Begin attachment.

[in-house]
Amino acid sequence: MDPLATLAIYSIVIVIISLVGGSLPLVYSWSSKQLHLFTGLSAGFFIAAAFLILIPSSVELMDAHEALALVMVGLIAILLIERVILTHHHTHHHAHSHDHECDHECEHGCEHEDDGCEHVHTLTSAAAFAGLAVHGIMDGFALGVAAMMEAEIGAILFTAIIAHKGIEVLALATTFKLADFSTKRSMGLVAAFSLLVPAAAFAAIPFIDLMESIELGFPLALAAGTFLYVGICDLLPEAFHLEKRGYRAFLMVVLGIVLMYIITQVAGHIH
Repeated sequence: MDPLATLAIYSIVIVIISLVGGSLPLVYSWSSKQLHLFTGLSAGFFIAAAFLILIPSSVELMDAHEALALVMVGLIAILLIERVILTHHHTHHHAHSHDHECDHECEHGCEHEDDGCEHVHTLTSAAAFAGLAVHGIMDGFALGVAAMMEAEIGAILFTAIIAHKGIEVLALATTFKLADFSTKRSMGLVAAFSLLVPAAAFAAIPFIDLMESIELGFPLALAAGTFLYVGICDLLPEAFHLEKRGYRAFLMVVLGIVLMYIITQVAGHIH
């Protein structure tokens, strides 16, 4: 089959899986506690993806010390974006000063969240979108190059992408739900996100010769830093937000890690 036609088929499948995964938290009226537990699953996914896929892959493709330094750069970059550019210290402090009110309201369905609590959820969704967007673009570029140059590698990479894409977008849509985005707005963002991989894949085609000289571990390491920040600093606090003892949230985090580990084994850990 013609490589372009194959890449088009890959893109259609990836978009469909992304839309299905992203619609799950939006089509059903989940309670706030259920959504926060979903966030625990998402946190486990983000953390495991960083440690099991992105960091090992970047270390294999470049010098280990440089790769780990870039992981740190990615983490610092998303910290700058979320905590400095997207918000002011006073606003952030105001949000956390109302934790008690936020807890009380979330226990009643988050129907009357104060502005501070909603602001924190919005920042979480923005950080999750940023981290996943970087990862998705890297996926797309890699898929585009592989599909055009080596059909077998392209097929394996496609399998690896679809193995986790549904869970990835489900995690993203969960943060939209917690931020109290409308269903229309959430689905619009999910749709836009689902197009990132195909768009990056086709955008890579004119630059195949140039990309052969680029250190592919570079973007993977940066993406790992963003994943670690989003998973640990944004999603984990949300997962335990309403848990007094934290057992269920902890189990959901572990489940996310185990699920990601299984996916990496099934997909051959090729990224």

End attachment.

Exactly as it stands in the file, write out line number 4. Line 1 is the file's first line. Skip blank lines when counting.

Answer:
């Protein structure tokens, strides 16, 4: 089959899986506690993806010390974006000063969240979108190059992408739900996100010769830093937000890690 036609088929499948995964938290009226537990699953996914896929892959493709330094750069970059550019210290402090009110309201369905609590959820969704967007673009570029140059590698990479894409977008849509985005707005963002991989894949085609000289571990390491920040600093606090003892949230985090580990084994850990 013609490589372009194959890449088009890959893109259609990836978009469909992304839309299905992203619609799950939006089509059903989940309670706030259920959504926060979903966030625990998402946190486990983000953390495991960083440690099991992105960091090992970047270390294999470049010098280990440089790769780990870039992981740190990615983490610092998303910290700058979320905590400095997207918000002011006073606003952030105001949000956390109302934790008690936020807890009380979330226990009643988050129907009357104060502005501070909603602001924190919005920042979480923005950080999750940023981290996943970087990862998705890297996926797309890699898929585009592989599909055009080596059909077998392209097929394996496609399998690896679809193995986790549904869970990835489900995690993203969960943060939209917690931020109290409308269903229309959430689905619009999910749709836009689902197009990132195909768009990056086709955008890579004119630059195949140039990309052969680029250190592919570079973007993977940066993406790992963003994943670690989003998973640990944004999603984990949300997962335990309403848990007094934290057992269920902890189990959901572990489940996310185990699920990601299984996916990496099934997909051959090729990224």